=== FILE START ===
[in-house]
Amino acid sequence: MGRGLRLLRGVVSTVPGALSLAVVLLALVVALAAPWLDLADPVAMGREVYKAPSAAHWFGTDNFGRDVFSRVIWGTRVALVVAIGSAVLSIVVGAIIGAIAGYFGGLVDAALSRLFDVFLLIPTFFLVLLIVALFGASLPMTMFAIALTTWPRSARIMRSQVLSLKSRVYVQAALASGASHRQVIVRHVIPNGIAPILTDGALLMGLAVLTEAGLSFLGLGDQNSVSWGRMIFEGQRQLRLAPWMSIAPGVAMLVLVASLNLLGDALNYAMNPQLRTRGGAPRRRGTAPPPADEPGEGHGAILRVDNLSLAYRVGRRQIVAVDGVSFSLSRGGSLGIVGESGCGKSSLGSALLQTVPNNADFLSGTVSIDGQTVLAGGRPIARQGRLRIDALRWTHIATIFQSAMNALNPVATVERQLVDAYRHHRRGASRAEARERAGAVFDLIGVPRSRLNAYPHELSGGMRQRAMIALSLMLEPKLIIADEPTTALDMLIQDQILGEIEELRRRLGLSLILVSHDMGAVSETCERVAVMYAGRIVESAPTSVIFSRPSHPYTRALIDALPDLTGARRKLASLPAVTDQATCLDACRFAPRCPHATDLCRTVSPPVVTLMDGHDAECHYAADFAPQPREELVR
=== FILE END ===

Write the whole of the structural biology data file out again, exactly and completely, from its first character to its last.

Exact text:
[in-house]
Amino acid sequence: MGRGLRLLRGVVSTVPGALSLAVVLLALVVALAAPWLDLADPVAMGREVYKAPSAAHWFGTDNFGRDVFSRVIWGTRVALVVAIGSAVLSIVVGAIIGAIAGYFGGLVDAALSRLFDVFLLIPTFFLVLLIVALFGASLPMTMFAIALTTWPRSARIMRSQVLSLKSRVYVQAALASGASHRQVIVRHVIPNGIAPILTDGALLMGLAVLTEAGLSFLGLGDQNSVSWGRMIFEGQRQLRLAPWMSIAPGVAMLVLVASLNLLGDALNYAMNPQLRTRGGAPRRRGTAPPPADEPGEGHGAILRVDNLSLAYRVGRRQIVAVDGVSFSLSRGGSLGIVGESGCGKSSLGSALLQTVPNNADFLSGTVSIDGQTVLAGGRPIARQGRLRIDALRWTHIATIFQSAMNALNPVATVERQLVDAYRHHRRGASRAEARERAGAVFDLIGVPRSRLNAYPHELSGGMRQRAMIALSLMLEPKLIIADEPTTALDMLIQDQILGEIEELRRRLGLSLILVSHDMGAVSETCERVAVMYAGRIVESAPTSVIFSRPSHPYTRALIDALPDLTGARRKLASLPAVTDQATCLDACRFAPRCPHATDLCRTVSPPVVTLMDGHDAECHYAADFAPQPREELVR